Mac & Jack’s: Low profile company, high-quality beer

At not quite 11 on a Wednesday morning, Mac & Jack’s fans were pacing outside the Redmond-based brewery’s retail shop in the North Sammamish Center, waiting for the doors to open.

Brewer Brandon Ridge works at Mac & Jack’s Brewery in Redmond. Mac & Jack’s holds free tours at 3 p.m. Sundays

Brewer Brandon Ridge works at Mac & Jack’s Brewery in Redmond. Mac & Jack’s holds free tours at 3 p.m. Sundays

Mac & Jack’s brews Northwest specialty while being ‘good, quiet neighbors’

At not quite 11 on a Wednesday morning, Mac & Jack’s fans were pacing outside the Redmond-based brewery’s retail shop in the North Sammamish Center, waiting for the doors to open.

The small and unpretentious brewery does no bottling. Devotees buy kegs or growlers and come back for refills, when they’re not quaffing Mac & Jack’s wares at a Northwest restaurant or pub.

“Almost everywhere there’s a draft system, you’ll find one of our handles,” said general manager Jim Hardesty. Seattle is their stronghold and they also have followings in Oregon and Idaho, as well as wistful calls from other states, asking, “Where can I get your beer?”

Their flagship beer, African Amber, accounts for 95 percent of their production — and in most instances, if someone orders “a Mac & Jack’s,” that’s what they’ll get. Mac & Jack’s also produces Serengeti Wheat, Blackcat Porter and IPA (Indian Pale Ale) varieties.

The brewery’s namesakes, Mac Rankin and Jack Schropp, started the business in 1993, in Jack’s garage. As demand for their product grew, they moved to their present location at 17825 NE 65th St., where they still keep a low profile and try to be “good, quiet neighbors. We haven’t self-promoted where we are,” said Hardesty. They’re just starting to put out signs pointing the way to their spot in the business park, so tenants in nearby offices don’t have to give directions.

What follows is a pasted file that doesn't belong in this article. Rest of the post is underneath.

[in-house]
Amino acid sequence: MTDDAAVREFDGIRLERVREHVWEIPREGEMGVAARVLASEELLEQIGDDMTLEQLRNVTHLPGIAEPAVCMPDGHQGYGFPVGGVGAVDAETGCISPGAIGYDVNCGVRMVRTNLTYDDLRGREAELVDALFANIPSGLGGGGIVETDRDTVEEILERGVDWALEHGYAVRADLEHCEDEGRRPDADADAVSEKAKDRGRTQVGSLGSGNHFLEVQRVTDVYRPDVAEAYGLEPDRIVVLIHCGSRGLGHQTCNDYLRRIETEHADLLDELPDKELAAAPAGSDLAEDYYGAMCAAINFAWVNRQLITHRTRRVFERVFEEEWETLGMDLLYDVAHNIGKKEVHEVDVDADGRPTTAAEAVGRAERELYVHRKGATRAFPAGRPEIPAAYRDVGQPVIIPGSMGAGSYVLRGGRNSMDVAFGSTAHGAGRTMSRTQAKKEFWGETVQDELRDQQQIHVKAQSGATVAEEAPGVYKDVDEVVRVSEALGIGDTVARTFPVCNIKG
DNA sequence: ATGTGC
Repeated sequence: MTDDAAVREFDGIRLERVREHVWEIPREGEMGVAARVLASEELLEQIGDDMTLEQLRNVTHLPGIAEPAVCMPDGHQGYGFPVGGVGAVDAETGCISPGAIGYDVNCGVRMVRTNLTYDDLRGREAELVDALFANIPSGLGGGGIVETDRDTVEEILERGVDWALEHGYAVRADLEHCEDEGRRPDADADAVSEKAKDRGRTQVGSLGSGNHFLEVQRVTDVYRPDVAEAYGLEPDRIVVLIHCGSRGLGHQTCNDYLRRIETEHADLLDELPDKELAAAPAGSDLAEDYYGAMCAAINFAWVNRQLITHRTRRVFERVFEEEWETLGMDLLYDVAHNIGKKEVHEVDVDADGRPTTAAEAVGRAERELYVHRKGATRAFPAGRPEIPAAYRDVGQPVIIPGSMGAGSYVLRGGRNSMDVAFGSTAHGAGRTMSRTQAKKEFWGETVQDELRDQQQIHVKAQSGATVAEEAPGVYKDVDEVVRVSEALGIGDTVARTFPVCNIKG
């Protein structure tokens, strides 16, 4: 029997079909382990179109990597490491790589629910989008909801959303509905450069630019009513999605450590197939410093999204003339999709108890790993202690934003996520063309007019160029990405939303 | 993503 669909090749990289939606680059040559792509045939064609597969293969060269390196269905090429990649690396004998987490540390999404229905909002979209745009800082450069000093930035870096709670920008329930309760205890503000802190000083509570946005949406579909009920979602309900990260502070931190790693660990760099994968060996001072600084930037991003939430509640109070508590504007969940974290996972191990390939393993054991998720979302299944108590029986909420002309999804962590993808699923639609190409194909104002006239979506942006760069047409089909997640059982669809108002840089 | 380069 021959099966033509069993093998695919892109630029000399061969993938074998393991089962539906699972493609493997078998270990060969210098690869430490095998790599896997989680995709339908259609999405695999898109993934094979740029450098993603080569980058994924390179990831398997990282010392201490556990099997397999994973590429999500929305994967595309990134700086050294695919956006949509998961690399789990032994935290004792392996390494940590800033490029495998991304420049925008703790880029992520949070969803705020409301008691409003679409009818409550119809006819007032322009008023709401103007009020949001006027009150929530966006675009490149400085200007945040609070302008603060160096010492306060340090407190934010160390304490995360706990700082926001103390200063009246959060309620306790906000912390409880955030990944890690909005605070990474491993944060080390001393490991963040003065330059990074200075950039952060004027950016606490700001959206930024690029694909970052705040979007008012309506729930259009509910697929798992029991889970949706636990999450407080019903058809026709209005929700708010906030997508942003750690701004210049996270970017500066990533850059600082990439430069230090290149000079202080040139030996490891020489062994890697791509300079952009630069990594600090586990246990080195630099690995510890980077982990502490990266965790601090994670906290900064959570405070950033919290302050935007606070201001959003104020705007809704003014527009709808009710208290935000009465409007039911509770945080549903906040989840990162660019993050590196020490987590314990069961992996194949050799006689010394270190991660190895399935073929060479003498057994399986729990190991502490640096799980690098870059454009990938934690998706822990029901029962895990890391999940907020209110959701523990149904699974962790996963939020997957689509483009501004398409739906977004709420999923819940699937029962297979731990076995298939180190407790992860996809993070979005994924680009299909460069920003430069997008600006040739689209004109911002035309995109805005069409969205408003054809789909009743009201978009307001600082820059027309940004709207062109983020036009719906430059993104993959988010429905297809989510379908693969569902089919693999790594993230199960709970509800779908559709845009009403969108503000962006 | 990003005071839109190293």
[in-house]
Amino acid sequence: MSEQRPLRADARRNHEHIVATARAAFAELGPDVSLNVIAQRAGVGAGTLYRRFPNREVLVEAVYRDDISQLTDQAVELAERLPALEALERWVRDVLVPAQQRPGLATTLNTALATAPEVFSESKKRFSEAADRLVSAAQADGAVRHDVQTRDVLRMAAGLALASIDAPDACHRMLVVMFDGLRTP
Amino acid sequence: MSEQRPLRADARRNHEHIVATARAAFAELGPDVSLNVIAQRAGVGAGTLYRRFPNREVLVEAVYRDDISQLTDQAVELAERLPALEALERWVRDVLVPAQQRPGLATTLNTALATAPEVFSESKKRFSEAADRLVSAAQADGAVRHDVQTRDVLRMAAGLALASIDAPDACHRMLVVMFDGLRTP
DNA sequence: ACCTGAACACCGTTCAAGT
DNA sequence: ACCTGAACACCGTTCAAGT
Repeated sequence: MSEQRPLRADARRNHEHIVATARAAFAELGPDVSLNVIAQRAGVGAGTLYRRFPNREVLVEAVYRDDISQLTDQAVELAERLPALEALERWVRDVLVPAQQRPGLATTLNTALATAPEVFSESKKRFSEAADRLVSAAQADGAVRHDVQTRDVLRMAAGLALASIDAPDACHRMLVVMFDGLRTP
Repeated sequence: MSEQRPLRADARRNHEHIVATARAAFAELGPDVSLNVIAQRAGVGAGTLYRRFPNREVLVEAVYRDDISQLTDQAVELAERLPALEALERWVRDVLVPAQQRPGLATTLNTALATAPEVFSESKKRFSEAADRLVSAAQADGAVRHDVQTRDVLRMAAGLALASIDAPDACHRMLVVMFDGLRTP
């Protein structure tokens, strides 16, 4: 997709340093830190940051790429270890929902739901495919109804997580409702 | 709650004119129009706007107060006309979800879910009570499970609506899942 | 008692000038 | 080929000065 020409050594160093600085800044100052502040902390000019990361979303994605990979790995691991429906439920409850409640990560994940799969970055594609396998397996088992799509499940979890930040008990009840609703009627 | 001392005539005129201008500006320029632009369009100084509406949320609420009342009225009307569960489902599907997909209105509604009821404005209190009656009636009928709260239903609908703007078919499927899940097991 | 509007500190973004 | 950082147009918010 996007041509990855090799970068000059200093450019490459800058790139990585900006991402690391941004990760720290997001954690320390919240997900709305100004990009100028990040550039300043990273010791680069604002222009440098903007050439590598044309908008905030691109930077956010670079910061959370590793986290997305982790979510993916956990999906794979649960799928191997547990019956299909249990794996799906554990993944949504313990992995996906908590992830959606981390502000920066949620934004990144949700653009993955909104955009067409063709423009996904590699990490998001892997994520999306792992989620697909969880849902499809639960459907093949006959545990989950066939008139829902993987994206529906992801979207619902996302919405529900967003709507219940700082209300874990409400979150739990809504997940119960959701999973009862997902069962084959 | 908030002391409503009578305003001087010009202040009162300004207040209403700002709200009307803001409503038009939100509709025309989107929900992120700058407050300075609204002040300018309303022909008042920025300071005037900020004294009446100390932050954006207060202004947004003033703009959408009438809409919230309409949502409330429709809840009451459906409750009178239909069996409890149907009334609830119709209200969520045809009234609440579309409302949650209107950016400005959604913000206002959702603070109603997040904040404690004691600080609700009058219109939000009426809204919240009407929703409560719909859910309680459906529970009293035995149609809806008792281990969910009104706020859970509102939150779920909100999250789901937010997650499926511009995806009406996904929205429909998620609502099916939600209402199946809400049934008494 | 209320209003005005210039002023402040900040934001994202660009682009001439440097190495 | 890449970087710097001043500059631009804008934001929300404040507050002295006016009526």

Mac & Jack’s holds free tours at 3 p.m. Sundays, when adjacent businesses are closed and parking is more available. Kids are welcome on the tour, but of course, can’t participate in tastings. Bring an ID if you’d like to partake of samples and allow 45 minutes to an hour for the tour, depending on the size of the group and the volume of questions.

“Brewing doesn’t have a lot of downturn, the products are available year ‘round and we like to keep up the momentum,” Hardesty noted. Having said that, Mac & Jack’s is going from its “busy” to “busier” seasons, since brewing festivals are more plentiful in the spring and summer. Just like the weekend wine warriors, throngs of beer aficionados come through to share the “tasting” experience and compare notes.

It would be fun to see some Mac & Jack’s references in a Food Network show or “Grey’s Anatomy,” Hardesty admitted. Yet with or without becoming media darlings, employees at Mac & Jack’s “treat what they do as a labor of love, from start to finish,” he said. “When you look at the old photos of people in the (pioneer) breweries, you see burly, hardworking guys, dedicated to their craft. It’s the same here, today.”

Mac & Jack’s retail shop is open Wednesday-Friday from 11 a.m.-6 p.m. and Saturday-Sunday from 10 a.m.-5 p.m. For more information, call (425) 558-9697 or visit www.macandjacks.com.


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